Posted by: Jack Henry | June 17, 2016

Editor’s Corner: Always and Forever

In English, we have a lot of single words that sound (and look) like two-word phrases, such as everyday and every day. These words may sound the same, but they are different parts of speech and serve different purposes. Today we’re going to have a look at always and all ways.

always: Always is an adverb that means at all times or every time. For example: Bernie is always late to football practice. Other definitions for this adverb are “as a last resort,” “no matter what,” or “in any event.” For example: If this job isn’t delightful, you can always go back to selling candy corn at the stadium.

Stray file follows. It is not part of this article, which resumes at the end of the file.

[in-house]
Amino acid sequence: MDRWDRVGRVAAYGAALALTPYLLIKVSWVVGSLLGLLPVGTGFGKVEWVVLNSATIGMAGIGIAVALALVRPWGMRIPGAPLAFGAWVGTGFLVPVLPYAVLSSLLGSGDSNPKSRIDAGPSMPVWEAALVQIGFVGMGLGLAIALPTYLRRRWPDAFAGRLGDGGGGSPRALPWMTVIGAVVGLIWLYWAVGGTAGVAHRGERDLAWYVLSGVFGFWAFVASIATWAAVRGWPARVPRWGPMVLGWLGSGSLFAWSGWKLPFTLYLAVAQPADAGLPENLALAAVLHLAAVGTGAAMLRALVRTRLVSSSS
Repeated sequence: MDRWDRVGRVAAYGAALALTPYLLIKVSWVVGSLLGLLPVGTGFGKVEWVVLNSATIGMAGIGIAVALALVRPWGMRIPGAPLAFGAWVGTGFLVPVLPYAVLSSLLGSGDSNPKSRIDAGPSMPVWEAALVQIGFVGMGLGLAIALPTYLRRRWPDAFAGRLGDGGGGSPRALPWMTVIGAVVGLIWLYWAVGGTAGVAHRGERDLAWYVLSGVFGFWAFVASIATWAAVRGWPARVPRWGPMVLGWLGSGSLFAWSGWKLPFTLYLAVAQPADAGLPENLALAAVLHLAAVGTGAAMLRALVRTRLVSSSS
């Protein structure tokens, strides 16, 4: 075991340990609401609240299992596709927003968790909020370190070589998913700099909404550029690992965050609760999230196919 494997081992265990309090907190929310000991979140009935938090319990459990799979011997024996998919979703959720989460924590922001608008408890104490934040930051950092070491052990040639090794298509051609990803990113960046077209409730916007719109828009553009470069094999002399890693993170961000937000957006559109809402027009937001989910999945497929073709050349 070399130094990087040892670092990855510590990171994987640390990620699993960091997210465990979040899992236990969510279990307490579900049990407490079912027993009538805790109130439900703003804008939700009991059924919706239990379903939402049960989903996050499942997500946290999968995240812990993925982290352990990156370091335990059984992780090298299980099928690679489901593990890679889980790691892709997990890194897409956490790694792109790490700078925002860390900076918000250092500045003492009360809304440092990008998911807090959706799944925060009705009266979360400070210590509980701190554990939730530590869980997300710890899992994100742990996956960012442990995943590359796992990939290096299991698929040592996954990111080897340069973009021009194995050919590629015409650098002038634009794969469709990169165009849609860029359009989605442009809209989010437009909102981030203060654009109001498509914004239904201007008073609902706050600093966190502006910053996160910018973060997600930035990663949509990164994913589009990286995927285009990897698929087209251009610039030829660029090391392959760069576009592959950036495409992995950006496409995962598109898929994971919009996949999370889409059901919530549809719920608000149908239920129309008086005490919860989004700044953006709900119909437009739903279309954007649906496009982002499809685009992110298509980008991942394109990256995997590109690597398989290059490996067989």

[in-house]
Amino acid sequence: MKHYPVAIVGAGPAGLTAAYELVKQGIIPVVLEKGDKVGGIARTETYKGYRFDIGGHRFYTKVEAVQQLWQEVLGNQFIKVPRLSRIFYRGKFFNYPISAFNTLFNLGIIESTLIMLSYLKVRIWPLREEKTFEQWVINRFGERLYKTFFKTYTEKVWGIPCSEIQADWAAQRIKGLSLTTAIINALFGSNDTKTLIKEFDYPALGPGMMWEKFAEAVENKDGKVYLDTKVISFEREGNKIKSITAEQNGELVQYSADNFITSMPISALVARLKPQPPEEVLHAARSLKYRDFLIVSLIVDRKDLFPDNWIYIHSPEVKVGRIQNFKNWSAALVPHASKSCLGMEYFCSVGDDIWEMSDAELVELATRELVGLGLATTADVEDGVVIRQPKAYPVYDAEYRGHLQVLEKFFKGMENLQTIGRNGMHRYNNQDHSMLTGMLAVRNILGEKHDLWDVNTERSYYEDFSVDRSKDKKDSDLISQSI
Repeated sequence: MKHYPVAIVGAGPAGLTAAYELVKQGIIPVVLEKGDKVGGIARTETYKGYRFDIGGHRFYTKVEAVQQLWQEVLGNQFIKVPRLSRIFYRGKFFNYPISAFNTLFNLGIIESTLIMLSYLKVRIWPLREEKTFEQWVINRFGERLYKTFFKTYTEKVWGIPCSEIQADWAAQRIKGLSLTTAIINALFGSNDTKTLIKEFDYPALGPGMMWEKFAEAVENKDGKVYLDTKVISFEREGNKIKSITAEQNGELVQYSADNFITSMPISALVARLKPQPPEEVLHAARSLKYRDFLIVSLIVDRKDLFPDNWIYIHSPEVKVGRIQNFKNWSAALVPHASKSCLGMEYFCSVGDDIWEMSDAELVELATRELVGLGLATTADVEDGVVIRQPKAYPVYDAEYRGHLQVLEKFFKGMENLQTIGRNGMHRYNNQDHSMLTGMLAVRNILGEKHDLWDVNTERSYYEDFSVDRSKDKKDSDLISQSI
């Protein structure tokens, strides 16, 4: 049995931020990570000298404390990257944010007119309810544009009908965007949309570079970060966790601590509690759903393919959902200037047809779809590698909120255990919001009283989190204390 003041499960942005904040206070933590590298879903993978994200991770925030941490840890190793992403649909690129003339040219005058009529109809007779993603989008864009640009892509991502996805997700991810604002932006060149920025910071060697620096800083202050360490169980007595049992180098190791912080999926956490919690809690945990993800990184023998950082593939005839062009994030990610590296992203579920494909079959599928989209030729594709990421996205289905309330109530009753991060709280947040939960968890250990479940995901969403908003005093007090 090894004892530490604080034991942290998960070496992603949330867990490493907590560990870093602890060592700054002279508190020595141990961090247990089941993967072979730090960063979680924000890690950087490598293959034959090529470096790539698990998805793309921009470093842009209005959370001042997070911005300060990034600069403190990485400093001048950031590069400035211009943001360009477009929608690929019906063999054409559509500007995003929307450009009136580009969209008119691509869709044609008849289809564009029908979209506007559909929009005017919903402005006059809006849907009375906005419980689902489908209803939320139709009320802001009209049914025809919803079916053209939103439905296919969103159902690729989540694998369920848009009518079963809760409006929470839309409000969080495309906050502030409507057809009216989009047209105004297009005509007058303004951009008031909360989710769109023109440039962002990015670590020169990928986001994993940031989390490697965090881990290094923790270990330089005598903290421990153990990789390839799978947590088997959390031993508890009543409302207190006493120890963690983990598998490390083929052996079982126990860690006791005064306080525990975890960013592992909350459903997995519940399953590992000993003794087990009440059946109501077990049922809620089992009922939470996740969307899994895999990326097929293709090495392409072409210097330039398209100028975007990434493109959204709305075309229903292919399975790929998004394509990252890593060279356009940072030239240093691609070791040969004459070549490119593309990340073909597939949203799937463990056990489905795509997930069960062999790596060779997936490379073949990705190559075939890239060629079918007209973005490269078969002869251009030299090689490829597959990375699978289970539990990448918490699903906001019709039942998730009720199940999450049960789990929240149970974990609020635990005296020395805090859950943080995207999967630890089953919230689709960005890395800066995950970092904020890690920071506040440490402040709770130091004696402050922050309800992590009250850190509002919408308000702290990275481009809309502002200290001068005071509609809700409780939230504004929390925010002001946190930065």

all ways: All ways is an adjective and a noun that means in every way, from every direction. For example: He looked at the situation in all ways, and each solution he came up with seemed impossible.

For some additional information on these words, see The Grammarist.

Kara Church

Technical Editor, Advisory

619-542-6773 | Ext: 766773

Symitar Documentation Services

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